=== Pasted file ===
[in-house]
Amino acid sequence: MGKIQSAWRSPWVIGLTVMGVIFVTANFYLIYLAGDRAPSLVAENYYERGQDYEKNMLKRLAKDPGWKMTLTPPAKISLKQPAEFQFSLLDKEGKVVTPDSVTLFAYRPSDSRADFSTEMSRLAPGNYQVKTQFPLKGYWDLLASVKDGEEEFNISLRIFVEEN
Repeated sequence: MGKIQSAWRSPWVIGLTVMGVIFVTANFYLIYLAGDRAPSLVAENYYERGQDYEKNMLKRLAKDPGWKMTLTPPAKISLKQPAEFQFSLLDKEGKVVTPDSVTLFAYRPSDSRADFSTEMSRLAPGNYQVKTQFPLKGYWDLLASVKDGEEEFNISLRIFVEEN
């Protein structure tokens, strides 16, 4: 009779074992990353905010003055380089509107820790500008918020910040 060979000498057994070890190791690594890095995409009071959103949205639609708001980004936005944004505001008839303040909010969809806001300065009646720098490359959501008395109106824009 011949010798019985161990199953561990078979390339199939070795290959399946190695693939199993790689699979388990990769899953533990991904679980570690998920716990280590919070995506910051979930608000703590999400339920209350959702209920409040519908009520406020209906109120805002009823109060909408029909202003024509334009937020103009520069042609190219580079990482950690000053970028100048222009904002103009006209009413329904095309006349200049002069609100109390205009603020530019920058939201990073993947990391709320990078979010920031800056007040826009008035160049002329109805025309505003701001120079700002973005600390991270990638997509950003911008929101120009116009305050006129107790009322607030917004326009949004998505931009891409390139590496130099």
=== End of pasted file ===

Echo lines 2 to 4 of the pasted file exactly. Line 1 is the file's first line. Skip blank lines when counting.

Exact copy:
Amino acid sequence: MGKIQSAWRSPWVIGLTVMGVIFVTANFYLIYLAGDRAPSLVAENYYERGQDYEKNMLKRLAKDPGWKMTLTPPAKISLKQPAEFQFSLLDKEGKVVTPDSVTLFAYRPSDSRADFSTEMSRLAPGNYQVKTQFPLKGYWDLLASVKDGEEEFNISLRIFVEEN
Repeated sequence: MGKIQSAWRSPWVIGLTVMGVIFVTANFYLIYLAGDRAPSLVAENYYERGQDYEKNMLKRLAKDPGWKMTLTPPAKISLKQPAEFQFSLLDKEGKVVTPDSVTLFAYRPSDSRADFSTEMSRLAPGNYQVKTQFPLKGYWDLLASVKDGEEEFNISLRIFVEEN
């Protein structure tokens, strides 16, 4: 009779074992990353905010003055380089509107820790500008918020910040 060979000498057994070890190791690594890095995409009071959103949205639609708001980004936005944004505001008839303040909010969809806001300065009646720098490359959501008395109106824009 011949010798019985161990199953561990078979390339199939070795290959399946190695693939199993790689699979388990990769899953533990991904679980570690998920716990280590919070995506910051979930608000703590999400339920209350959702209920409040519908009520406020209906109120805002009823109060909408029909202003024509334009937020103009520069042609190219580079990482950690000053970028100048222009904002103009006209009413329904095309006349200049002069609100109390205009603020530019920058939201990073993947990391709320990078979010920031800056007040826009008035160049002329109805025309505003701001120079700002973005600390991270990638997509950003911008929101120009116009305050006129107790009322607030917004326009949004998505931009891409390139590496130099």